Taiwan’s Gay Marriage Ruling Is Important

 

A modified version of this story appeared on the Forbes Asia website in May 2017

I met him at a mall in Hong Kong. We had been exchanging emails for months before hand. I was nervous but hid it well since he would be too. We met and walked to the bus and then down to Stanley to take pictures and wander around the southern side of Hong Kong. It was our first date and we fell in love. It was four and a half years ago. Before meeting him, I never thought I would ever get married. In my home of Canada or other places it was possible but being Asia, it would never happen, or so I thought.

Yesterday the highest court in Taiwan, the Council of Grand Justices, ruled the country’s marriage laws violates its constitution.  The island nation will probably be the first in Asia to make same-sex marriage legal. It is a huge deal and has the chance to change all of Asia. It was something unthinkable when I arrived in Asia 15 years ago as an English Teacher in South Korea.

Coming to Seoul in 2003 and being gay was hard and an experience. The places to meet were limited to either a small area in the Western Expat area of Itaewon called Homo Hill or the bars around Jongno where there were no signs or any way of knowing there was a gay bar.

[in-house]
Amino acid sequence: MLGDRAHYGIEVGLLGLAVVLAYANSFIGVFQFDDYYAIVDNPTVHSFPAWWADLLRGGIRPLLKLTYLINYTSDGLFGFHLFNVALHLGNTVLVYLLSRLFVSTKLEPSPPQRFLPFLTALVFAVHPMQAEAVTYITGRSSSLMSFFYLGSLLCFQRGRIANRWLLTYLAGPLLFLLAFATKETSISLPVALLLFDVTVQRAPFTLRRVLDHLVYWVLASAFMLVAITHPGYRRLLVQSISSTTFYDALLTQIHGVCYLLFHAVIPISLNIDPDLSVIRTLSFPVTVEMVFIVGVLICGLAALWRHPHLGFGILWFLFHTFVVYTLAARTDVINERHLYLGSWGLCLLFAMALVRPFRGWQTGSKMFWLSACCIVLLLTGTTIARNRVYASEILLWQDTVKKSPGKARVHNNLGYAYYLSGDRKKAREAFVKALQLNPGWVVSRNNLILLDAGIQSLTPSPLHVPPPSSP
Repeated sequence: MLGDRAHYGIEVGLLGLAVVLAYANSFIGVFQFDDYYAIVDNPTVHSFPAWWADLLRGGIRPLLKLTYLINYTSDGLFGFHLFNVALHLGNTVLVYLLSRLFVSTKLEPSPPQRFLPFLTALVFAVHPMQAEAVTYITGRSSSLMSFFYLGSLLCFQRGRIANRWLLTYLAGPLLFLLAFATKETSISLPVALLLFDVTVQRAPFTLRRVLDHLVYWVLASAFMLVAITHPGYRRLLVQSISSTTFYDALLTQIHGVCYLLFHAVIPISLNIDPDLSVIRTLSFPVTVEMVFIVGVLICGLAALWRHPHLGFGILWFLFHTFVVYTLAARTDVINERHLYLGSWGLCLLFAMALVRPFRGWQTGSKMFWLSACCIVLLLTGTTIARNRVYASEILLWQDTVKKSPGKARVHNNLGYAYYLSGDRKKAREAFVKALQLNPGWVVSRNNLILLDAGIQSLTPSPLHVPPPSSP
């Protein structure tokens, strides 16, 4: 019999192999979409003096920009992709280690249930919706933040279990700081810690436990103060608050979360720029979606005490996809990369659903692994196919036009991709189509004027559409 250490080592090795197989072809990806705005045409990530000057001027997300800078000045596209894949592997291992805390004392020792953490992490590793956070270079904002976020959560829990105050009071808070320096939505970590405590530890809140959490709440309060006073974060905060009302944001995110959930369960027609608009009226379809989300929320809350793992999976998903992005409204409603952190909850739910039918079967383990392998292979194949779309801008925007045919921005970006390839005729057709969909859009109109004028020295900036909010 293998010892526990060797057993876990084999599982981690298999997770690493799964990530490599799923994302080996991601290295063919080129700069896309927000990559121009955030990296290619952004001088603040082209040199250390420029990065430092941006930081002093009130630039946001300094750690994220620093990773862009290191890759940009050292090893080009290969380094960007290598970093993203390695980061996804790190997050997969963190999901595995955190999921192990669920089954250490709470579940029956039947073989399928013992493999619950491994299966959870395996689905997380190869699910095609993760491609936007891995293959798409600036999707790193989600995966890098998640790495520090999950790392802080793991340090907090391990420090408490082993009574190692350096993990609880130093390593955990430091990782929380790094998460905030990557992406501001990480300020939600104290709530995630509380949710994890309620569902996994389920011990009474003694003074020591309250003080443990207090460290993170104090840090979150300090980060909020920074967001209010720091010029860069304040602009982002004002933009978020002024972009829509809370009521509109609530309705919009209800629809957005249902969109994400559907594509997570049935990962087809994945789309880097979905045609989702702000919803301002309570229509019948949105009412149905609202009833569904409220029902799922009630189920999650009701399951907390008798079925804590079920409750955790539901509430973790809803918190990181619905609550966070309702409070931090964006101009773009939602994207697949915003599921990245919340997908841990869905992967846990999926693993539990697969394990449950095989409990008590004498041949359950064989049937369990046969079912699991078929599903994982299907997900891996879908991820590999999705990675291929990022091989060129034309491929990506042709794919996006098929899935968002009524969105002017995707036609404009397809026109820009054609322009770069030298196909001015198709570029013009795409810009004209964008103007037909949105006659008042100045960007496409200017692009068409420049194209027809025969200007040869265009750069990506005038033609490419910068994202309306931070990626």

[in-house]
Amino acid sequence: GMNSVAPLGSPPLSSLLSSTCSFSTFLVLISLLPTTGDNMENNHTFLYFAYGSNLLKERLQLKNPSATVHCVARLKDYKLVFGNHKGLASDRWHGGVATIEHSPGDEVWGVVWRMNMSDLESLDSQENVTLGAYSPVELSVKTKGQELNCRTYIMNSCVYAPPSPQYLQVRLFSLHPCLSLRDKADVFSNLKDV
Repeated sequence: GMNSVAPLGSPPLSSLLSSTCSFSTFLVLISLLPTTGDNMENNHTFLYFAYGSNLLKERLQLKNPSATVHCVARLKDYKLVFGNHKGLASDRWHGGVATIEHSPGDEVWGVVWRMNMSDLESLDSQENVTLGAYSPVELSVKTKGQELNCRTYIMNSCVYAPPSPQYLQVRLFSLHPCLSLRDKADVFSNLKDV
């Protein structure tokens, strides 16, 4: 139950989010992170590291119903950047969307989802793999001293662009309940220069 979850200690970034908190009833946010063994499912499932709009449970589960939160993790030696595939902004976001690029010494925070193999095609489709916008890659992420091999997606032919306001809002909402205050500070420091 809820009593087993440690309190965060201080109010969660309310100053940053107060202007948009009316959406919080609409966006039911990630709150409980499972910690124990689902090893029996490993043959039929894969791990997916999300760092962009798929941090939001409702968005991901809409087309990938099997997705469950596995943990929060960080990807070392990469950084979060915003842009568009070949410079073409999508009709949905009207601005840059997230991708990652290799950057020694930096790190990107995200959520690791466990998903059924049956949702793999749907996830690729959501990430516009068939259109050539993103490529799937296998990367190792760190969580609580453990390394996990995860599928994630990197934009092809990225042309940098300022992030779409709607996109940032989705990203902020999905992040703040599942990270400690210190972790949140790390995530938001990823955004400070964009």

Living there for seven years and dating a lot, there were never any never thoughts of settling down and having a long-term relationship. The men were more focused on finding a wife to satisfy their mom’s wishes for grandchildren than finding another man to settle down. The country has changed a lot since I left with a growing acceptance of gay marriage and equality. At the same time finding someone to build a life with was limited.

On the day of the Taiwanese Court ruling:  in South Korea, a military captain was convicted and sentenced to six months in prison for having sex with his boyfriend while doing his mandatory military service. Amnesty International and others have called the trial a ‘witch hunt’ against the LGBTI community as all males must serve 2.5 years in the military. With this opposition, there is hope in the logic and understanding of the justice system.

It’s better here in Hong Kong, and there is potential for it to get even better thanks to people bringing about change like my friends and who are becoming my heroes. A week after arriving in Hong Kong I met Angus Leung, a local Immigration Officer. He and his partner, Scott Adams were married in April 2014. They sued the government for the right to have the same spousal benefits as their colleagues.  The High Court ruled in their favour, and the government has until September 1 to make the changes necessary.

The government is still trying to figure out if they should appeal the decision to the Court of Appeal and there were calls yesterday to do so from politicians and conservative groups who are against equal rights.

The opposition is strong, but there is hope for a better future.  I love where I am. I love my job. Most importantly I love who I am with. We have talked, jokingly, about getting married. Now it’s no longer a joke. Every day I get closer to marrying my love.